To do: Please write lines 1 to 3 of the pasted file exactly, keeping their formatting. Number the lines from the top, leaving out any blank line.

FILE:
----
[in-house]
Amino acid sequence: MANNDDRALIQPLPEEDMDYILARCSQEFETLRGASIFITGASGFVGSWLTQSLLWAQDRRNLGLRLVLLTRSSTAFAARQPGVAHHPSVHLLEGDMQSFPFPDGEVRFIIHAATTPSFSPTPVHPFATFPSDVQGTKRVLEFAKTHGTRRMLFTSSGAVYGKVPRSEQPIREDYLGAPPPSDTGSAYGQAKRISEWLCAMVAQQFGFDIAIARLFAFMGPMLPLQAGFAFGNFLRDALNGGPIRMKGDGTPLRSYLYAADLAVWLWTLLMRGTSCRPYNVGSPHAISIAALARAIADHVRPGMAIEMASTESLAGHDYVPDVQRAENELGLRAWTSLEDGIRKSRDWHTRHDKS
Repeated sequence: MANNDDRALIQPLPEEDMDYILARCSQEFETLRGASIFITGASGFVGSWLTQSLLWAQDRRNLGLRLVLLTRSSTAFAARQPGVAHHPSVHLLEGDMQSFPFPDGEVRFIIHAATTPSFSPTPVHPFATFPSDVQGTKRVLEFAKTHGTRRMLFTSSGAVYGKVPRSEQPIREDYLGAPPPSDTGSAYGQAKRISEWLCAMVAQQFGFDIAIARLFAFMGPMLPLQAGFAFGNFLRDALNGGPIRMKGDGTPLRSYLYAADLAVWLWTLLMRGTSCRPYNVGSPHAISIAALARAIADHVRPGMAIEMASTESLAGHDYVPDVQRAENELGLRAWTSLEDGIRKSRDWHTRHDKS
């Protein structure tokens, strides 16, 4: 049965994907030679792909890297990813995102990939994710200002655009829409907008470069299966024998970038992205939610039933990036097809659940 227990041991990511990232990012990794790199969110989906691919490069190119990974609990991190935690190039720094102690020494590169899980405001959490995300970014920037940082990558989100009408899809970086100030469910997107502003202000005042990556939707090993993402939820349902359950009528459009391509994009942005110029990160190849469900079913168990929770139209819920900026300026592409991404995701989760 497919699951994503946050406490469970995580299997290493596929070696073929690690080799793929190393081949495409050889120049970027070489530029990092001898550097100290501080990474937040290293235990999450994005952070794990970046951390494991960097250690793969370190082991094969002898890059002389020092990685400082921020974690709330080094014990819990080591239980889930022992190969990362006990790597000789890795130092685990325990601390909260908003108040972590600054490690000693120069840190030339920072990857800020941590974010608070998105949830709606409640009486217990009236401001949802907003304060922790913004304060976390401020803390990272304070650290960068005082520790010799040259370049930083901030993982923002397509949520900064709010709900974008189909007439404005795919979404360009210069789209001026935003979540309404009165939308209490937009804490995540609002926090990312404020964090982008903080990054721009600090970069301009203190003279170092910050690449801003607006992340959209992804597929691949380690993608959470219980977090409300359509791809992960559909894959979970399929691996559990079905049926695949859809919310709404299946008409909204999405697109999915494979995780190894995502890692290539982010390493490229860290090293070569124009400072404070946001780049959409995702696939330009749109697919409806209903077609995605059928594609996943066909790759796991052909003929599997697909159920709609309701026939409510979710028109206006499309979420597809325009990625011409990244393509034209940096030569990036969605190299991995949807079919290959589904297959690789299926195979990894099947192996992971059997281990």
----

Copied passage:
[in-house]
Amino acid sequence: MANNDDRALIQPLPEEDMDYILARCSQEFETLRGASIFITGASGFVGSWLTQSLLWAQDRRNLGLRLVLLTRSSTAFAARQPGVAHHPSVHLLEGDMQSFPFPDGEVRFIIHAATTPSFSPTPVHPFATFPSDVQGTKRVLEFAKTHGTRRMLFTSSGAVYGKVPRSEQPIREDYLGAPPPSDTGSAYGQAKRISEWLCAMVAQQFGFDIAIARLFAFMGPMLPLQAGFAFGNFLRDALNGGPIRMKGDGTPLRSYLYAADLAVWLWTLLMRGTSCRPYNVGSPHAISIAALARAIADHVRPGMAIEMASTESLAGHDYVPDVQRAENELGLRAWTSLEDGIRKSRDWHTRHDKS
Repeated sequence: MANNDDRALIQPLPEEDMDYILARCSQEFETLRGASIFITGASGFVGSWLTQSLLWAQDRRNLGLRLVLLTRSSTAFAARQPGVAHHPSVHLLEGDMQSFPFPDGEVRFIIHAATTPSFSPTPVHPFATFPSDVQGTKRVLEFAKTHGTRRMLFTSSGAVYGKVPRSEQPIREDYLGAPPPSDTGSAYGQAKRISEWLCAMVAQQFGFDIAIARLFAFMGPMLPLQAGFAFGNFLRDALNGGPIRMKGDGTPLRSYLYAADLAVWLWTLLMRGTSCRPYNVGSPHAISIAALARAIADHVRPGMAIEMASTESLAGHDYVPDVQRAENELGLRAWTSLEDGIRKSRDWHTRHDKS